Neuronal trafficking: The Good, the Bad and the Ugly
"The science of living forms is the science of movement and transformation". Static images often tell only a small part of a story, and are often misleading. Frankly they are a bit boring as well. Motility is critical for almost all known functions within a cell, and this is particularly true for neurons.
We like to watch things move. The vast majority of neuronal proteins are made in tiny cell-bodies and then shipped to distant axons and synapses by axonal transport. Axonal transport occurs throughout the life of a neuron, and is a formidable task - analogous to continuously shipping stuff made in a little office in San Diego all the way up and down the coast of California. Not surprisingly, disturbances of transport occur in neurodegenerative diseases like Alzheimer's and Parkinson's disease, where axonal/synaptic degeneration are key pathologies. Though the precise role of transport deficits in the pathogenesis of most of these diseases remains unclear (the classic chicken v/s egg paradox), familial neurodegenerative diseases with mutations in motor proteins - mechanochemical enzymes that move cargoes - indicate that defective transport can lead to neurodegeneration.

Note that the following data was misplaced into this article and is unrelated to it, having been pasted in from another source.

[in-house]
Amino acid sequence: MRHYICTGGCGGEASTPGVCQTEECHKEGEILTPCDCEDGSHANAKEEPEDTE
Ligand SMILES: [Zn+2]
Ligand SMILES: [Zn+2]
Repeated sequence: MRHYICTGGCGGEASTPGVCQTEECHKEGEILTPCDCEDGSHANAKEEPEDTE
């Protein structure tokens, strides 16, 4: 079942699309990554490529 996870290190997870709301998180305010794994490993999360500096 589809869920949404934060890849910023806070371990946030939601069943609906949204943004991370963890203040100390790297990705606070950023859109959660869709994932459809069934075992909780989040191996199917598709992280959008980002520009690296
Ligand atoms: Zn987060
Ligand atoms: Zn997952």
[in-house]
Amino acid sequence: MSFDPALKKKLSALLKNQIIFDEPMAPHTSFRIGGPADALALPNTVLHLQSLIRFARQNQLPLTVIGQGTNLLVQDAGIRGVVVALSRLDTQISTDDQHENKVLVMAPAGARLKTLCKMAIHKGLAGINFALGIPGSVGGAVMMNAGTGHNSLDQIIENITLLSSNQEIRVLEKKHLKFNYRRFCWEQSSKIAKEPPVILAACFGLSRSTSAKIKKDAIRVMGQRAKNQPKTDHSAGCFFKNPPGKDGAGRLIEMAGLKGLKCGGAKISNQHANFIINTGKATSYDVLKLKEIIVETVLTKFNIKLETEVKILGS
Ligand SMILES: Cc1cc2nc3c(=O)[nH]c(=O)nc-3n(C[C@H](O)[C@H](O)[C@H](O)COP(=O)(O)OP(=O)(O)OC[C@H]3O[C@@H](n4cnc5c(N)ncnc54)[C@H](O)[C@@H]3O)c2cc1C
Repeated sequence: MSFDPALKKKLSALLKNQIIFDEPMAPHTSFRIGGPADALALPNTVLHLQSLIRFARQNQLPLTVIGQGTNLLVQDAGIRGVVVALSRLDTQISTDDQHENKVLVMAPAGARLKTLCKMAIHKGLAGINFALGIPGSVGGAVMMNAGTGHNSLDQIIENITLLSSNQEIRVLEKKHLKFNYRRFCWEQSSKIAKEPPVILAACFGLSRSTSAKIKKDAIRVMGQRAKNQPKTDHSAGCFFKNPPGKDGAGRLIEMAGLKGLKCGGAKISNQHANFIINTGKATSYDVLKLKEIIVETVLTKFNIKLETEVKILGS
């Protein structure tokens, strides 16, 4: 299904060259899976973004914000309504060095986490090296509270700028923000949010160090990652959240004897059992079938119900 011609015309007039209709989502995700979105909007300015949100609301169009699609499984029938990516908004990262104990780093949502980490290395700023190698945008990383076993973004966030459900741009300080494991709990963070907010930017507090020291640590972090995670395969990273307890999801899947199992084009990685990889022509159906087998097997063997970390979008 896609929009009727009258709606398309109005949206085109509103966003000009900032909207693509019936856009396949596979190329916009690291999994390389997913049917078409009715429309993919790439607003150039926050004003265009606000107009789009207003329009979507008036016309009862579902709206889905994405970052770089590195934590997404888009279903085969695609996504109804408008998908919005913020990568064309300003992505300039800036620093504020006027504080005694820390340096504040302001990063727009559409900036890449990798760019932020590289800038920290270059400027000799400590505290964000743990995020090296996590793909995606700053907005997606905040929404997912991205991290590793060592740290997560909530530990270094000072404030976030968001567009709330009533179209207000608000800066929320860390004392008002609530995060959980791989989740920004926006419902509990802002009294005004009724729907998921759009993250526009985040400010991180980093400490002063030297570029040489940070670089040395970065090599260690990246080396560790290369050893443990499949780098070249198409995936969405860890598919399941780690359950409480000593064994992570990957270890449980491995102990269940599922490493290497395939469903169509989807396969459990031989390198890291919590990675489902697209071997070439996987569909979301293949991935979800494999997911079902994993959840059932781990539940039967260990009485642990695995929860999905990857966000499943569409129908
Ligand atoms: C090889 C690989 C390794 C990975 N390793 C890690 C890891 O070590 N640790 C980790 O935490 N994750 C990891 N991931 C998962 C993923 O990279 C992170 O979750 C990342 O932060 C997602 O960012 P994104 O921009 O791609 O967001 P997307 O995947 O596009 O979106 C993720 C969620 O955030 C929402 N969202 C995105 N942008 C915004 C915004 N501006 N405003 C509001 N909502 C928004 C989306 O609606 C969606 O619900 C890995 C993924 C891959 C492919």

We like to find new things. We have two overall areas of interest, relating to basic and applied neuroscience. 1) We want to understand the overall logic of axonal transport. We are particularly interested in understanding the mechanisms of slow axonal transport that delivers cytosolic proteins to their destinations within axons. Along these lines, we are interested in how cargoes are assembled, how they associate with motors, how the movement is regulated, and related mechanistic aspects. 2) We are interested in how (and if) trafficking/transport is disrupted in neuro-degenerative diseases. Towards this, we are presently involved in studies related to the pathologic role of alpha-synuclein and amyloid-beta on transport/trafficking. For details, click the "Projects" tab above.